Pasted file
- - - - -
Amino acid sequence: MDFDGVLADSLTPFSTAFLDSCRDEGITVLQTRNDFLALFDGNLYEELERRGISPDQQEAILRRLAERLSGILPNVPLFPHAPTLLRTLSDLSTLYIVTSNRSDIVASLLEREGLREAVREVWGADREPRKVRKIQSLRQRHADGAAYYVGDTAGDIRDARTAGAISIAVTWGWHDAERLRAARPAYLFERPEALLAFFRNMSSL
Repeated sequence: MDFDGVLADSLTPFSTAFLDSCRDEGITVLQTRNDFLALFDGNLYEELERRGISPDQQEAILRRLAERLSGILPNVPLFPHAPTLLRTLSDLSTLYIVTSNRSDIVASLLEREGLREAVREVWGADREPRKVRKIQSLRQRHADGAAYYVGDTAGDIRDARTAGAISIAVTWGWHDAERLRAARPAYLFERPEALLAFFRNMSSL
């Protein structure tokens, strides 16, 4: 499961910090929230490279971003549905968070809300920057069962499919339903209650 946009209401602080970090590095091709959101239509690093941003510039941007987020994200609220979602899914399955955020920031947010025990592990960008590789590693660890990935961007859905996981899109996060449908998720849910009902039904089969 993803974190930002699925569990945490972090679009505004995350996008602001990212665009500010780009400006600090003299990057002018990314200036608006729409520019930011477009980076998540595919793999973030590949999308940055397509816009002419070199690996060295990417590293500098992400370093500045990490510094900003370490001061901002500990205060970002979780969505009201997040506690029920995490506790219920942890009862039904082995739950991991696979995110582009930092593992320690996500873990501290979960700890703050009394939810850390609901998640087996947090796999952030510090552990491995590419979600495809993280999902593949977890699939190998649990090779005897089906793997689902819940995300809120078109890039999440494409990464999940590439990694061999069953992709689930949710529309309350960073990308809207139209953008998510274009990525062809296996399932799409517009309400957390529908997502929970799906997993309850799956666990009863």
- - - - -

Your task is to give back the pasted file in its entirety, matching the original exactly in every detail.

Amino acid sequence: MDFDGVLADSLTPFSTAFLDSCRDEGITVLQTRNDFLALFDGNLYEELERRGISPDQQEAILRRLAERLSGILPNVPLFPHAPTLLRTLSDLSTLYIVTSNRSDIVASLLEREGLREAVREVWGADREPRKVRKIQSLRQRHADGAAYYVGDTAGDIRDARTAGAISIAVTWGWHDAERLRAARPAYLFERPEALLAFFRNMSSL
Repeated sequence: MDFDGVLADSLTPFSTAFLDSCRDEGITVLQTRNDFLALFDGNLYEELERRGISPDQQEAILRRLAERLSGILPNVPLFPHAPTLLRTLSDLSTLYIVTSNRSDIVASLLEREGLREAVREVWGADREPRKVRKIQSLRQRHADGAAYYVGDTAGDIRDARTAGAISIAVTWGWHDAERLRAARPAYLFERPEALLAFFRNMSSL
């Protein structure tokens, strides 16, 4: 499961910090929230490279971003549905968070809300920057069962499919339903209650 946009209401602080970090590095091709959101239509690093941003510039941007987020994200609220979602899914399955955020920031947010025990592990960008590789590693660890990935961007859905996981899109996060449908998720849910009902039904089969 993803974190930002699925569990945490972090679009505004995350996008602001990212665009500010780009400006600090003299990057002018990314200036608006729409520019930011477009980076998540595919793999973030590949999308940055397509816009002419070199690996060295990417590293500098992400370093500045990490510094900003370490001061901002500990205060970002979780969505009201997040506690029920995490506790219920942890009862039904082995739950991991696979995110582009930092593992320690996500873990501290979960700890703050009394939810850390609901998640087996947090796999952030510090552990491995590419979600495809993280999902593949977890699939190998649990090779005897089906793997689902819940995300809120078109890039999440494409990464999940590439990694061999069953992709689930949710529309309350960073990308809207139209953008998510274009990525062809296996399932799409517009309400957390529908997502929970799906997993309850799956666990009863």